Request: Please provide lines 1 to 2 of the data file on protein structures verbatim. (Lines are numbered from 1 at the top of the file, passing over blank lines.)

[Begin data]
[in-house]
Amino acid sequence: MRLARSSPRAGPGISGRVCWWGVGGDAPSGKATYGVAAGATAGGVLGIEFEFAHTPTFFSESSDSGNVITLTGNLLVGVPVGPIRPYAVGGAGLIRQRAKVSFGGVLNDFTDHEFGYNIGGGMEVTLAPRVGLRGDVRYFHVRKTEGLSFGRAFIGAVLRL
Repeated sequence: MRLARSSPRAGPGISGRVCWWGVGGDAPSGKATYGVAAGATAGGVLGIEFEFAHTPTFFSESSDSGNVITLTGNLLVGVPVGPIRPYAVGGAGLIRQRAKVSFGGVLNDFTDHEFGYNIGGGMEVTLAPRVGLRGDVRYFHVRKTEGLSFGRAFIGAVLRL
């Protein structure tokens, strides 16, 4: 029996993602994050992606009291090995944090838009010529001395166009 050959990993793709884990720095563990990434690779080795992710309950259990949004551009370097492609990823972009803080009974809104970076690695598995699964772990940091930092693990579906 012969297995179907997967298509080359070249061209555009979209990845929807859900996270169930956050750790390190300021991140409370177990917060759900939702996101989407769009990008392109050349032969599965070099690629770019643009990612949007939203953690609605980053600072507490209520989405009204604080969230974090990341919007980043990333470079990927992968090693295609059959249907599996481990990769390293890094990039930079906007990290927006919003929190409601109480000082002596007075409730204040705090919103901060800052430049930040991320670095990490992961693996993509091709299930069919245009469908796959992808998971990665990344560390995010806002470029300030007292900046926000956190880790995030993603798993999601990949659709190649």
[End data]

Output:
[in-house]
Amino acid sequence: MRLARSSPRAGPGISGRVCWWGVGGDAPSGKATYGVAAGATAGGVLGIEFEFAHTPTFFSESSDSGNVITLTGNLLVGVPVGPIRPYAVGGAGLIRQRAKVSFGGVLNDFTDHEFGYNIGGGMEVTLAPRVGLRGDVRYFHVRKTEGLSFGRAFIGAVLRL